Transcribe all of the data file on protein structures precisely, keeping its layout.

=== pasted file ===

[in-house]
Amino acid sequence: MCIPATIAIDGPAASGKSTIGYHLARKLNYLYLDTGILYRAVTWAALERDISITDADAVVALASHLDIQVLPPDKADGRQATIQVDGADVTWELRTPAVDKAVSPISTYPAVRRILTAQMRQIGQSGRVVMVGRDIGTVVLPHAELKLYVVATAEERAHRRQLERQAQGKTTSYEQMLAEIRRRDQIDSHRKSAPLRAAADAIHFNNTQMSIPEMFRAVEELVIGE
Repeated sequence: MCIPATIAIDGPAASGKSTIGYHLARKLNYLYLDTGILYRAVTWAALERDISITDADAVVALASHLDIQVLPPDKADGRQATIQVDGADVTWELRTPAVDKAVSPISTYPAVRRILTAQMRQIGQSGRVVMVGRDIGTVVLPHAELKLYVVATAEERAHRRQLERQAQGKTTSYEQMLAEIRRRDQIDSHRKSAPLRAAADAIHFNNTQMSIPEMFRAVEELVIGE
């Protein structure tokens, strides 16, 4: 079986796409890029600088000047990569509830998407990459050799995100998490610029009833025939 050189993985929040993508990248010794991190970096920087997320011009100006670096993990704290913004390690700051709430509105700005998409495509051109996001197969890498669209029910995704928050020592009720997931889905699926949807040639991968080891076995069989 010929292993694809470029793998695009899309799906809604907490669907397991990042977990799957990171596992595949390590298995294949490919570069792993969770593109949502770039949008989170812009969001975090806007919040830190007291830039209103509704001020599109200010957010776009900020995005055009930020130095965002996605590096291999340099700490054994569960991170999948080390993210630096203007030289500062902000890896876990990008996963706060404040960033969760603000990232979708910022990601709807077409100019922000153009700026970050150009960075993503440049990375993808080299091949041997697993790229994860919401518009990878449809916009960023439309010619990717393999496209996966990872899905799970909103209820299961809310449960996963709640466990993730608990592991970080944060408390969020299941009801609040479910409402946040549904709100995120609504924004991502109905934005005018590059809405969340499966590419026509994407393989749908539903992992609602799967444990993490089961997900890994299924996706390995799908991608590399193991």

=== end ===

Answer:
[in-house]
Amino acid sequence: MCIPATIAIDGPAASGKSTIGYHLARKLNYLYLDTGILYRAVTWAALERDISITDADAVVALASHLDIQVLPPDKADGRQATIQVDGADVTWELRTPAVDKAVSPISTYPAVRRILTAQMRQIGQSGRVVMVGRDIGTVVLPHAELKLYVVATAEERAHRRQLERQAQGKTTSYEQMLAEIRRRDQIDSHRKSAPLRAAADAIHFNNTQMSIPEMFRAVEELVIGE
Repeated sequence: MCIPATIAIDGPAASGKSTIGYHLARKLNYLYLDTGILYRAVTWAALERDISITDADAVVALASHLDIQVLPPDKADGRQATIQVDGADVTWELRTPAVDKAVSPISTYPAVRRILTAQMRQIGQSGRVVMVGRDIGTVVLPHAELKLYVVATAEERAHRRQLERQAQGKTTSYEQMLAEIRRRDQIDSHRKSAPLRAAADAIHFNNTQMSIPEMFRAVEELVIGE
């Protein structure tokens, strides 16, 4: 079986796409890029600088000047990569509830998407990459050799995100998490610029009833025939 050189993985929040993508990248010794991190970096920087997320011009100006670096993990704290913004390690700051709430509105700005998409495509051109996001197969890498669209029910995704928050020592009720997931889905699926949807040639991968080891076995069989 010929292993694809470029793998695009899309799906809604907490669907397991990042977990799957990171596992595949390590298995294949490919570069792993969770593109949502770039949008989170812009969001975090806007919040830190007291830039209103509704001020599109200010957010776009900020995005055009930020130095965002996605590096291999340099700490054994569960991170999948080390993210630096203007030289500062902000890896876990990008996963706060404040960033969760603000990232979708910022990601709807077409100019922000153009700026970050150009960075993503440049990375993808080299091949041997697993790229994860919401518009990878449809916009960023439309010619990717393999496209996966990872899905799970909103209820299961809310449960996963709640466990993730608990592991970080944060408390969020299941009801609040479910409402946040549904709100995120609504924004991502109905934005005018590059809405969340499966590419026509994407393989749908539903992992609602799967444990993490089961997900890994299924996706390995799908991608590399193991």